Can this air pollution vacuum cleaner fix Beijing’s smog?
Sure, we could institute personal lifestyle changes, increase financial incentives for using cleaner fuels, and support research into alternative energy — but sometimes, isn’t the simplest way the best way? What if we could just clean up polluted air by vacuuming it? Dutch designer Daan Roosegaarde and his electrostatic vacuum cleaner are fixing to find out.
Wait, is that really possible? Well, probably not really on a large scale, but on a small scale it seems to work. The contraption uses charged copper coils to magnetize and attract pollution out of the air. Roosegaarde has already demonstrated the technology in a 270-square-foot room, and now he proposes to clean up a 164-foot cylinder of air in Beijing, which has been experiencing debilitating smog.
That’s a big chunk of air, but it’s nowhere close to what the city needs. Still, Roosegaarde is hoping it’ll stand as a proof of concept — not just to show people that it’s possible to vacuum air with electrostatic fields, but to visually demonstrate why it’s necessary — “If people can see the difference between a cylinder of clean air and the smog that surrounds it, the smog machine might function like a bat signal, or a cry for help,” FastCoExist writes. And along those lines, Roosegaarde is considering turning the captured pollution into jewelry: “It is a statement to show [that] this is the new world, why do we accept the old world?” Only because we can’t vacuum it, I guess.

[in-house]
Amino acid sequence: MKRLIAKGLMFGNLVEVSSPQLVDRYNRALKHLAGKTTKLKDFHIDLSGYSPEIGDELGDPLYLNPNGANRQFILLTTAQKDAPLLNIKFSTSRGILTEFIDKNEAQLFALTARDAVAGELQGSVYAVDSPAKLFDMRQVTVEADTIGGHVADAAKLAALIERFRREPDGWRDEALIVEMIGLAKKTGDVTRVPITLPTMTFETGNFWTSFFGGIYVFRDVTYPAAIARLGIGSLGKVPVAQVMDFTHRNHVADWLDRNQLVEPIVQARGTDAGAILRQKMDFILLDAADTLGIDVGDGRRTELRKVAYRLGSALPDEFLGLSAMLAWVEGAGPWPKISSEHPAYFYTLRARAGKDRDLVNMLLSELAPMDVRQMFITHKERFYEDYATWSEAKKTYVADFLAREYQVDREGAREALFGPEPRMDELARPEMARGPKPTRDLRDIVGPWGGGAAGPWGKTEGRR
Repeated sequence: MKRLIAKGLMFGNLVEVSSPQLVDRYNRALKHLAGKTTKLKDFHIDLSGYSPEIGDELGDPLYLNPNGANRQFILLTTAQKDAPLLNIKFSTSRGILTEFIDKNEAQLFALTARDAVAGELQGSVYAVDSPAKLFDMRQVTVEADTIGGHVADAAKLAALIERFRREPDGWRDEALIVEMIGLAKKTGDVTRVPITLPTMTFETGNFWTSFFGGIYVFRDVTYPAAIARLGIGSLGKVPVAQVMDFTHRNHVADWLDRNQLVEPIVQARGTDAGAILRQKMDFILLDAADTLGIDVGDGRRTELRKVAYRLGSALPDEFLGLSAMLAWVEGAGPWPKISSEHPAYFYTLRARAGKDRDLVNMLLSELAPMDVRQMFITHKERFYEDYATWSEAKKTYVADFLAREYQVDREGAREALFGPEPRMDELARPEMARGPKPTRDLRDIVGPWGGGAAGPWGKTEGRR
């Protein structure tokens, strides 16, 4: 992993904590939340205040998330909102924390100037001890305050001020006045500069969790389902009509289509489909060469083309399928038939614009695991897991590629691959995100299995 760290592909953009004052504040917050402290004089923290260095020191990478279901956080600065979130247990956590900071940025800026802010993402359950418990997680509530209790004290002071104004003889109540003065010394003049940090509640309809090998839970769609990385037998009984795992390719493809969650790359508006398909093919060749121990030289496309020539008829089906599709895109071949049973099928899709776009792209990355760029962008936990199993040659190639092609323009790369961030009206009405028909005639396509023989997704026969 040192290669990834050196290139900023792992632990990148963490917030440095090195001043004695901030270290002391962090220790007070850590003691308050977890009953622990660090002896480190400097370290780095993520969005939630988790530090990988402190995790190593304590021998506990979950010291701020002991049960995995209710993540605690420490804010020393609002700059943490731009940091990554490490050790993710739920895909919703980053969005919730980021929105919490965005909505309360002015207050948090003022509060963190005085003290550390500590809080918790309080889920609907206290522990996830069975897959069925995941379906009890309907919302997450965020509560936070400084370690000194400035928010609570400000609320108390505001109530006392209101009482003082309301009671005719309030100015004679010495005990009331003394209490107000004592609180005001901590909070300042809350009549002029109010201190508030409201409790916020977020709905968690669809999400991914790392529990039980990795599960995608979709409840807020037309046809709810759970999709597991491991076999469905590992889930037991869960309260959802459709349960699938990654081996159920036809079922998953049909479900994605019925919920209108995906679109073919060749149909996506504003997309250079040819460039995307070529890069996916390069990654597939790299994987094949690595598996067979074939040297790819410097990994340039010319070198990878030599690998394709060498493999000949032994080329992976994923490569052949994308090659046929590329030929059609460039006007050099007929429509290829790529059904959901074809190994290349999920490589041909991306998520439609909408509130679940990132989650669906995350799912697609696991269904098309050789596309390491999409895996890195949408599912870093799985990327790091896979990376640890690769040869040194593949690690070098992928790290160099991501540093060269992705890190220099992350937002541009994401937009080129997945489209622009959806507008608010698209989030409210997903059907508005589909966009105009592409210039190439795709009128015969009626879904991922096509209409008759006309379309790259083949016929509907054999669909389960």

This Smog Vacuum Could Suck Up The World's Pollution,